The NTSB is reporting that the commuter train that crashed in the Bronx on November 29 was going about 82 miles per hour as it entered a 30-mph curve. At least four passengers died and at least 67 were injured after the train derailed about 10 miles north of Manhattan’s Grand Central Terminal.
This is apparently not the first time a train has jumped the tracks on this particular turn. A freight train derailed in the same curve in July causing damage to about 1,500 feet of track, according to a Metropolitan Transit Authority report at the time.
A spokesperson for Metro-North Railroad has stated that the train involved in the recent crash was not equipped with positive train control (an automated system designed to slow down or stop trains to prevent crashes caused by human error). Some news outlets have reported that the train’s engineer has told investigators he applied the brakes, but the train didn’t slow down.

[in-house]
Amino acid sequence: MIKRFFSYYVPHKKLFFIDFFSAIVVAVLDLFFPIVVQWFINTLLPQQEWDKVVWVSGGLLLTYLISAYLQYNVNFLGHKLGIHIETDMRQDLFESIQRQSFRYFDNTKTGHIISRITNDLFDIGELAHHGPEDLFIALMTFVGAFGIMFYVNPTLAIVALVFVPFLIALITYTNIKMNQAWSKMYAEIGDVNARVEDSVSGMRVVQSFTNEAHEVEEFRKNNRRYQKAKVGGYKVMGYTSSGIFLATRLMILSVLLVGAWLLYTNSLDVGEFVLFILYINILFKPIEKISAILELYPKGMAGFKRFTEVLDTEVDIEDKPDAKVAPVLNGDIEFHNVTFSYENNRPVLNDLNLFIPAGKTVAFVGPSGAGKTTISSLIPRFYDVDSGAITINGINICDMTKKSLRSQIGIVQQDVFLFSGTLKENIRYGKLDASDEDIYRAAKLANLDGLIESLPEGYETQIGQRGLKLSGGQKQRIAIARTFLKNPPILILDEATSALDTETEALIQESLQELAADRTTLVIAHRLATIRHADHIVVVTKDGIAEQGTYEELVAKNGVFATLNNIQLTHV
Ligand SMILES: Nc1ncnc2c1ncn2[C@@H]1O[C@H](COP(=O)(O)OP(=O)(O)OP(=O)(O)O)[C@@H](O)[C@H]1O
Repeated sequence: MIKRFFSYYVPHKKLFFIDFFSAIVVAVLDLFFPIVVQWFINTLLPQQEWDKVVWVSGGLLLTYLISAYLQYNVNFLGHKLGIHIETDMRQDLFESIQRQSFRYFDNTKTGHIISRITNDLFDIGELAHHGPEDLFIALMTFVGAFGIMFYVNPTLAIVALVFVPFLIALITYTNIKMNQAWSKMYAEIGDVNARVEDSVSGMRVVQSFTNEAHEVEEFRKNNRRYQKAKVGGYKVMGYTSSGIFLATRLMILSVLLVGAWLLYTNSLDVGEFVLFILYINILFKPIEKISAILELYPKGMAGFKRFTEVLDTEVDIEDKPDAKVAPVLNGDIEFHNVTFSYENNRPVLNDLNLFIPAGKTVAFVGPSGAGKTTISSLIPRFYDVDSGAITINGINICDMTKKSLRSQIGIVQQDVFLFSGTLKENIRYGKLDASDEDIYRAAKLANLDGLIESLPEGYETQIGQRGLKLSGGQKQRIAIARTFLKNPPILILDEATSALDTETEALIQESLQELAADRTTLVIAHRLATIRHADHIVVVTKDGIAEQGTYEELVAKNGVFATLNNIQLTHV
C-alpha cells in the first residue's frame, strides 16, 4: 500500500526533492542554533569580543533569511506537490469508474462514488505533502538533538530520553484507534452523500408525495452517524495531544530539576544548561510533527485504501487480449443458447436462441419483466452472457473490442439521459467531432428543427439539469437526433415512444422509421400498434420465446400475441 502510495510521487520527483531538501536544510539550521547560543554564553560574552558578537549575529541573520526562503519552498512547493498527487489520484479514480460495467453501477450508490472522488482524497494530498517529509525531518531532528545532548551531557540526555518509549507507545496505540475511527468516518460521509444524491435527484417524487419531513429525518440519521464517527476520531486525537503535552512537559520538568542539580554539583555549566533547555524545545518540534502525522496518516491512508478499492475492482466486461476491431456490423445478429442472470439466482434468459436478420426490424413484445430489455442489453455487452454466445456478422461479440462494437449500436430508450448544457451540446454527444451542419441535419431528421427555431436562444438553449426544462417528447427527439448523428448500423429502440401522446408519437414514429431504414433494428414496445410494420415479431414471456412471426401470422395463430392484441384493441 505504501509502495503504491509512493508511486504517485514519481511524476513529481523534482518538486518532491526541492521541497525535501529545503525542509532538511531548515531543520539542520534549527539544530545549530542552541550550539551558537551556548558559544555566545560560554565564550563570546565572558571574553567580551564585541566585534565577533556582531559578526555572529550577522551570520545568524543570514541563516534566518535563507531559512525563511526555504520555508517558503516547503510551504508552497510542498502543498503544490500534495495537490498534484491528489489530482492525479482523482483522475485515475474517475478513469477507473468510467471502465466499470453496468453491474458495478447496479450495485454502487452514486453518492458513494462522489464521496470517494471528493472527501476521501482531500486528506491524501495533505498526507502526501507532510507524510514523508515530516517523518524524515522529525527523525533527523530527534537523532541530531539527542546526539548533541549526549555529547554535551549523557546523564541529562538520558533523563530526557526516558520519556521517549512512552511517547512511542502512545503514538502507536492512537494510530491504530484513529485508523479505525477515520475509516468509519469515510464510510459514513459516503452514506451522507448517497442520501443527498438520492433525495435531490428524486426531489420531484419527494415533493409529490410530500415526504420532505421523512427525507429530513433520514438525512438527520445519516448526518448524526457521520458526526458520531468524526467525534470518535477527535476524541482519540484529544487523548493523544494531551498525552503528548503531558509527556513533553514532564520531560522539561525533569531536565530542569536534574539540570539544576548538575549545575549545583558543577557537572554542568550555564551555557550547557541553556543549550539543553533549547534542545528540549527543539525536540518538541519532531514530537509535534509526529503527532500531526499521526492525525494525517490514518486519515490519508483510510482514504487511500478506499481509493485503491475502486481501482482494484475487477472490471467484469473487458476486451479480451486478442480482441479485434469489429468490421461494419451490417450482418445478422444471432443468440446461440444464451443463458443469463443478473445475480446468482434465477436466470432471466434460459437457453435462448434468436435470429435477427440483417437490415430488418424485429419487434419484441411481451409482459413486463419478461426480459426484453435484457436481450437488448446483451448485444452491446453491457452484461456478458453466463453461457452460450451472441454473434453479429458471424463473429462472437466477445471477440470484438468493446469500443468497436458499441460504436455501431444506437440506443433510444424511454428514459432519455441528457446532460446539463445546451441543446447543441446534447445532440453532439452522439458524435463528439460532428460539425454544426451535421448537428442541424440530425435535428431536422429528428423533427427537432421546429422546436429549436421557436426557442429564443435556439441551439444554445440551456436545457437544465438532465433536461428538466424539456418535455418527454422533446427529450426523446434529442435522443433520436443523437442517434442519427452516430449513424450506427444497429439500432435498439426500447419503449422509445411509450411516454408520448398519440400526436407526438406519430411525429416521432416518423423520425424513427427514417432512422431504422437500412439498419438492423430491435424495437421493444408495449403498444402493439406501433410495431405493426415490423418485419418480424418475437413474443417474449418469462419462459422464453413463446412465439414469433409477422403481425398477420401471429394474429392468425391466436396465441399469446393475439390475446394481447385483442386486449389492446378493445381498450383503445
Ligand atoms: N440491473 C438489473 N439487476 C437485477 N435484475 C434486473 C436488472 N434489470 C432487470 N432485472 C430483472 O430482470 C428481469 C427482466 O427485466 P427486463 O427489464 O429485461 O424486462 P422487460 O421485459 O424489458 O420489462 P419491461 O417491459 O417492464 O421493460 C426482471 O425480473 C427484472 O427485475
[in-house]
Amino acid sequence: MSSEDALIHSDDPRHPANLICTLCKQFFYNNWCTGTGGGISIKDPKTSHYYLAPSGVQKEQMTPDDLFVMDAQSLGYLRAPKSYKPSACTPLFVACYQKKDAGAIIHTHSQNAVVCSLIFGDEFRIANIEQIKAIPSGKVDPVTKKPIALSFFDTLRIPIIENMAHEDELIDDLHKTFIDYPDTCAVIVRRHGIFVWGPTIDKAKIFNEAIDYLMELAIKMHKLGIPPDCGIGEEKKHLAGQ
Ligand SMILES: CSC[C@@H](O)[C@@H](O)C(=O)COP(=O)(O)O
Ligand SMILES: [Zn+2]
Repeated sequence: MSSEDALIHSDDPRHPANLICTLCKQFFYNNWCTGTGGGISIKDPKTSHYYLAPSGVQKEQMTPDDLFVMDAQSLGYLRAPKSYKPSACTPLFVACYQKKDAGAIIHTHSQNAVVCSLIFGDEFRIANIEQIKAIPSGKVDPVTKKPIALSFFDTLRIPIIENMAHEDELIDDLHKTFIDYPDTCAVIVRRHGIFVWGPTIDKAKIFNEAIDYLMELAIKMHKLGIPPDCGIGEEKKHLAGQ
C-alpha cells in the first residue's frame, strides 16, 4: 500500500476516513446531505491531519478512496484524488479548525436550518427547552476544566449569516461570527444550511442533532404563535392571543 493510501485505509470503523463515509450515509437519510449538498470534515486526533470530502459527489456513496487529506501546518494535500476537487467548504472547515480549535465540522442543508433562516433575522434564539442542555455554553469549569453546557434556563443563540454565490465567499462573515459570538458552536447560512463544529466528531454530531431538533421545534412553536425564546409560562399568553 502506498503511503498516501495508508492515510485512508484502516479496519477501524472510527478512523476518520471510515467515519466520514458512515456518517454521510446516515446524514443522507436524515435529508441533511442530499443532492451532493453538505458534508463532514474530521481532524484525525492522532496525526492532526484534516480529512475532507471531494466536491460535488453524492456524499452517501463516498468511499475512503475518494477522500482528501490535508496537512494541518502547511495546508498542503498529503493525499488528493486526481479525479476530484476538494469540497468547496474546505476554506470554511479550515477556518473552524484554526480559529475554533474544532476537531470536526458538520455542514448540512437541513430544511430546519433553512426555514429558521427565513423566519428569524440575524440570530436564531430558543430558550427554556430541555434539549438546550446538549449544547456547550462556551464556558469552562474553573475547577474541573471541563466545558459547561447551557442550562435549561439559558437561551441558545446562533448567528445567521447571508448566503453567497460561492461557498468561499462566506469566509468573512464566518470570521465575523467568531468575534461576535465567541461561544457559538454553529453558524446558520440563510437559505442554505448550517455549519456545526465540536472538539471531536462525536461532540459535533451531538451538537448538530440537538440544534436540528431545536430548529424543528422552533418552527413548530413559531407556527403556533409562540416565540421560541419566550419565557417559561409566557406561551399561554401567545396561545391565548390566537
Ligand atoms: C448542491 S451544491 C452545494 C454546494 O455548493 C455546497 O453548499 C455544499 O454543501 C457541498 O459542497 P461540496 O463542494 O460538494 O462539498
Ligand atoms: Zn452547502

Investigators have recovered two event recorders — one from the locomotive at the back of the train and one from the car at the front. The recorders can answer important questions such as how fast the train was traveling and whether its brakes were working. Investigators will likely explore several questions: Was the train’s driver rested? Was he paying attention to his job? Did the equipment on the train function correctly?
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